I am not a fan of Roscoe "Fatty" Arbuckle but I love Buster Keaton and recently watched a lot of Buster shorts, including several he made with Arbuckle (The Cook
(1918) being my favourite of the Buster-Arbuckle shorts). It was through Arbuckle that Buster had his first break in Hollywood. The two met in early 1917 and Arbuckle, who was then at the height of his popularity, took Buster under his wing. Until then Buster had been performing with his parents in a vaudeville act (as The Three Keatons
and had never stood in front of a camera before. When asked by Arbuckle to do a scene for his newest two-reeler The Butcher Boy,
Buster proved to be a natural and Arbuckle immediately hired him. The two men entered into a very successful working relationship, with Buster appearing in a total of 14 Arbuckle shorts.
In 1920, after completing their final film together The Garage, Buster went on to make films on his own, starting with a series of two-reelers including One Week, Convict 13 and Neighbors. Due to his success with Arbuckle, Buster was given his own production unit by independent producer Joseph M. Schenck —Buster Keaton Productions— which first produced two-reelers and later feature films. Arbuckle, in turn, signed a very lucrative contract with Paramount Pictures in 1921 and made several full-length features for the studio before becoming involved in a huge scandal. Accused of the rape and manslaughter of actress Virginia Rappe, Arbuckle faced three highly publicised trials which —despite his eventual acquittal— destroyed his career, while also leaving him bankrupt.
Apart from being colleagues, Buster and Arbuckle were close friends. Buster was one of the people, along with Charlie Chaplin, who had supported and defended Arbuckle during the scandal. After his acquittal Arbuckle tried to make films again, but he was banned from the screen and could only work behind the camera under a pseudonym. Buster attempted to help his friend by hiring him as co-director on Sherlock Jr. (1924). Arbuckle proved very difficult to work with —a nervous wreck after the trials, he lost his temper easily and screamed at actors on the set— which made Buster end their collaboration. Nevertheless, the two men remained friends and Buster financially supported Arbuckle for the remainder of Arbuckle's life. (In 1933 Arbuckle died of a heart attack, only 46 years old.)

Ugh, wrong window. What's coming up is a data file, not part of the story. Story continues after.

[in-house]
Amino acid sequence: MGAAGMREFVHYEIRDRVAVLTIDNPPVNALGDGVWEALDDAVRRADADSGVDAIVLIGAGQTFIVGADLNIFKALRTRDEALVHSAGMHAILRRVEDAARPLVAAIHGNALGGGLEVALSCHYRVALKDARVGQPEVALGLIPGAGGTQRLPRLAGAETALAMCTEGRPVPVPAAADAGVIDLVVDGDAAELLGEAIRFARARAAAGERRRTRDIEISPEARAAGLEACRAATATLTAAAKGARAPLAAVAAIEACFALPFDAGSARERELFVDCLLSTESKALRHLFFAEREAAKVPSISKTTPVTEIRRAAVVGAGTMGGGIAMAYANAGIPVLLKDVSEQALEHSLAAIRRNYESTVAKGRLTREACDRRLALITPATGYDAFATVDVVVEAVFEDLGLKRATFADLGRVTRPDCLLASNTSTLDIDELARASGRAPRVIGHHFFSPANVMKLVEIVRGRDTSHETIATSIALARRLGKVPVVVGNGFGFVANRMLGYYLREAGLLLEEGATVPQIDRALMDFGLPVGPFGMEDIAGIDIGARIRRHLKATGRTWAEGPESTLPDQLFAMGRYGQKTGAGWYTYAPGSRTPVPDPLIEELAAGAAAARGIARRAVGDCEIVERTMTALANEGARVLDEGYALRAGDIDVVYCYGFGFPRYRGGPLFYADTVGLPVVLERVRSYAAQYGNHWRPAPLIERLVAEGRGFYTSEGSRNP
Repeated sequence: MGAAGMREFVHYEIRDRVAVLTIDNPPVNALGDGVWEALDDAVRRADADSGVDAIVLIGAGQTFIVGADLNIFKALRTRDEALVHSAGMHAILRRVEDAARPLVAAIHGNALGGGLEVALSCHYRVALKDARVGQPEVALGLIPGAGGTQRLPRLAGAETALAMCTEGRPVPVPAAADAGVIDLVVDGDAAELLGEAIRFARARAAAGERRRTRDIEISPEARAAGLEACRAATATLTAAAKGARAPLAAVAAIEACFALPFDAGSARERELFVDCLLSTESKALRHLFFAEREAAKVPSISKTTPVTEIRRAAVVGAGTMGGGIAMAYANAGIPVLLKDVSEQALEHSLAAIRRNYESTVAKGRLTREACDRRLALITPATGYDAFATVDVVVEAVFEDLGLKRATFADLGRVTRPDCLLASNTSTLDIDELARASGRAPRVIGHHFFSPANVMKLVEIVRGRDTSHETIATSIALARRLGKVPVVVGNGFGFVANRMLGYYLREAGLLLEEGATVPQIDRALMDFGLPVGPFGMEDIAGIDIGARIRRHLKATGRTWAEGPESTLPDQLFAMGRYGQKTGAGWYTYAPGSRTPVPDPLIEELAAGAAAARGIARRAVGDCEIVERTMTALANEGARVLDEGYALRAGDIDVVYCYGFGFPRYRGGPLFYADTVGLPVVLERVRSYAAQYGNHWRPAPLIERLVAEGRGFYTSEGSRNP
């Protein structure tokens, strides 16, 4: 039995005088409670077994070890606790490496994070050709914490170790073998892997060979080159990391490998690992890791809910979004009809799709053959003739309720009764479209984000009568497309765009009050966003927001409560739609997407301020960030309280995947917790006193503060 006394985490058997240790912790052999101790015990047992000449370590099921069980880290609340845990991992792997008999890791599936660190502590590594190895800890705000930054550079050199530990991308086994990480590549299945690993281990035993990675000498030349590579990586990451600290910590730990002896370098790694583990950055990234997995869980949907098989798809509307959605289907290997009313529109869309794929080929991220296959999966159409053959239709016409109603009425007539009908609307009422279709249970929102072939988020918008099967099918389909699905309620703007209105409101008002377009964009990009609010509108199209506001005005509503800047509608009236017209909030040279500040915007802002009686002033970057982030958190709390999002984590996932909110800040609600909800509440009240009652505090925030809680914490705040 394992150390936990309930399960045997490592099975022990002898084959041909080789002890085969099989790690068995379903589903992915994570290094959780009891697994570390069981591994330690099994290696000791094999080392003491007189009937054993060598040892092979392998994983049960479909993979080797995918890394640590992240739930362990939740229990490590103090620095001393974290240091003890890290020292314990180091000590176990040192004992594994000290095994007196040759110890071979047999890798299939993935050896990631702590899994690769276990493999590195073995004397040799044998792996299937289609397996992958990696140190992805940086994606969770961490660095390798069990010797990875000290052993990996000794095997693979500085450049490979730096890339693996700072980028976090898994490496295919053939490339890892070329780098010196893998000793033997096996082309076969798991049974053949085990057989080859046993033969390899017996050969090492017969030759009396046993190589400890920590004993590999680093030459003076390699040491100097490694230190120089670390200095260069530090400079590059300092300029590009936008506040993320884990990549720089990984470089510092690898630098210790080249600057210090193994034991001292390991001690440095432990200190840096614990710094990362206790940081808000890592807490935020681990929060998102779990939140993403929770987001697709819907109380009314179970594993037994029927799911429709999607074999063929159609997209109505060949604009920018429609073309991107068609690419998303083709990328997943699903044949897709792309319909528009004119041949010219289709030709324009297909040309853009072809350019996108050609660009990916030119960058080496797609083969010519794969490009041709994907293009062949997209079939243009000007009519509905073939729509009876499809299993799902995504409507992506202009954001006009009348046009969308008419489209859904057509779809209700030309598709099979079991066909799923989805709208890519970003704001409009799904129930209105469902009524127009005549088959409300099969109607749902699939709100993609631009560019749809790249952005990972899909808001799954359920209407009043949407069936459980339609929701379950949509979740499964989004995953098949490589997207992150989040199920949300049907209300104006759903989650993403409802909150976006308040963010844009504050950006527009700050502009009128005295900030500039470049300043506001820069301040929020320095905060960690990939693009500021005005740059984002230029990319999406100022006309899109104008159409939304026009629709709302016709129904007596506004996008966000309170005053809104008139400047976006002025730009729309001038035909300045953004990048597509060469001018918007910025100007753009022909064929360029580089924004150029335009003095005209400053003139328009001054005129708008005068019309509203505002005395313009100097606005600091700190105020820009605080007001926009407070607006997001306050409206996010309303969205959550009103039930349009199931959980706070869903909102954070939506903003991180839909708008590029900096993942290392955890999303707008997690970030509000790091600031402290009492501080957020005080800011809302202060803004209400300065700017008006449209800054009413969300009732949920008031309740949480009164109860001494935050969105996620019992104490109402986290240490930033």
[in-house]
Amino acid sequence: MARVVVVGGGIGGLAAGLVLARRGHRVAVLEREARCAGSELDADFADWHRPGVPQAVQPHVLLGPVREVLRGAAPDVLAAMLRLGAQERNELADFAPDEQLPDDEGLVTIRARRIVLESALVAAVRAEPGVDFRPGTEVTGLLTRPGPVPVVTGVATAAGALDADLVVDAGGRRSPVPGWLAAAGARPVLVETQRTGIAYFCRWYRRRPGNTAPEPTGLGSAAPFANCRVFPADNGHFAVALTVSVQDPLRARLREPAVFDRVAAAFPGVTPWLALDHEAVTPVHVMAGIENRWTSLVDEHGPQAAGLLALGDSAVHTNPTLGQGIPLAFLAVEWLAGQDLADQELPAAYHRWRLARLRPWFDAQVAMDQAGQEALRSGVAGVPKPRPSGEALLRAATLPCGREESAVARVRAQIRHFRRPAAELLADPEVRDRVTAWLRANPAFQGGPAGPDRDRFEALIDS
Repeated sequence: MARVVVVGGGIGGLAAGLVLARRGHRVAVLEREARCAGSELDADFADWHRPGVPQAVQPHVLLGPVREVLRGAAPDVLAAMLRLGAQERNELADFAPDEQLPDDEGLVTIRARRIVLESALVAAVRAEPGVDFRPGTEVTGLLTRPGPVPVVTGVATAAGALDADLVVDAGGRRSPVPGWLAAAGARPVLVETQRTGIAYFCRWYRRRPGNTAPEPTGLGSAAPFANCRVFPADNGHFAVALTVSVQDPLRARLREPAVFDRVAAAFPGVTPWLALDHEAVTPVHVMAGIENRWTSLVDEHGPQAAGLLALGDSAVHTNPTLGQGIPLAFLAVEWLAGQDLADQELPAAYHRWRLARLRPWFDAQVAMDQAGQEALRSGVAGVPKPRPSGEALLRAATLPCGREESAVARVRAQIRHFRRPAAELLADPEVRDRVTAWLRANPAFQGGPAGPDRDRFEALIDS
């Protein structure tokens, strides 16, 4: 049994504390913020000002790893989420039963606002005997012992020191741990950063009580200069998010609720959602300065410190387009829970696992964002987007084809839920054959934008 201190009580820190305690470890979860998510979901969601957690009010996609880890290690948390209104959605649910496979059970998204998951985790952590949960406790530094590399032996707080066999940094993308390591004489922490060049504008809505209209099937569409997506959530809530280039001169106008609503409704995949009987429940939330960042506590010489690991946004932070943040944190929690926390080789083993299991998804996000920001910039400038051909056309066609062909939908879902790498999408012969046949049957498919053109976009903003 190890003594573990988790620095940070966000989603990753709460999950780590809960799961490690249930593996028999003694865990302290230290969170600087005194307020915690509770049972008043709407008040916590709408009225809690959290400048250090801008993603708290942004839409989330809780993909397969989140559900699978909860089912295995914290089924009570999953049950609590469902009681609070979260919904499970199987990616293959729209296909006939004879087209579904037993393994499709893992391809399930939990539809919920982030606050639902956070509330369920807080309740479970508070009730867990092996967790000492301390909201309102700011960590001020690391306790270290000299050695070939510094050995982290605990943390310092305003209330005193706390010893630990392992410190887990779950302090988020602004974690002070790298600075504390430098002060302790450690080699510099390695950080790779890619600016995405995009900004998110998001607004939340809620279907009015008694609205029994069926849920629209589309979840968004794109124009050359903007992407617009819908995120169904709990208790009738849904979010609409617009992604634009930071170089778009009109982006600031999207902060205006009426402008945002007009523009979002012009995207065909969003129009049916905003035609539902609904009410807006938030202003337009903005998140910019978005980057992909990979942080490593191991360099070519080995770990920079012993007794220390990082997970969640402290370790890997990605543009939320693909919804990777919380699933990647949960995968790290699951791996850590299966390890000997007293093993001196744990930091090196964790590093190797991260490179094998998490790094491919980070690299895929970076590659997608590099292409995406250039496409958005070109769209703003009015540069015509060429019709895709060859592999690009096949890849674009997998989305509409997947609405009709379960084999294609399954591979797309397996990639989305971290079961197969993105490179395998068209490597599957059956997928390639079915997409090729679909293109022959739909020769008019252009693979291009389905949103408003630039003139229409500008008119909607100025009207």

For the letter of this post, let's go back to the period before the scandal. Having completed The Garage (his last short with Buster), Arbuckle was excited to move on and make feature films. He also wanted to give Buster a hand with his solo career, and for that purpose a printed copy of the following letter was sent to 25,000 of Arbuckle's fans. Calling Buster "a worthy successor" and "one who could make you laugh even more than [he] did", Arbuckle encouraged his own fans to go out and see Buster in the theatre.
I am sending you a photograph of "Buster" Keaton, the little sad faced fellow who used to work in my pictures and whom I have selected to follow in my footsteps and make two-reel comedies.
As you know, I am now making five-reel comedy features but I did not desert the two-reelers until I felt perfectly sure I had found a worthy successor -- one who could make you laugh even more than I did.
Up to date "Buster" has made three pictures entitled: "One Week"; "Convict 13" and "The Scarecrow". These pictures are first-class laughing successes.
If you want to see them ask the manager of your favorite moving picture theatre when he is going to play "Buster" Keaton's comedies and he will give you the exact date.
Always your friend,
(signed) Roscoe Fatty Arbuckle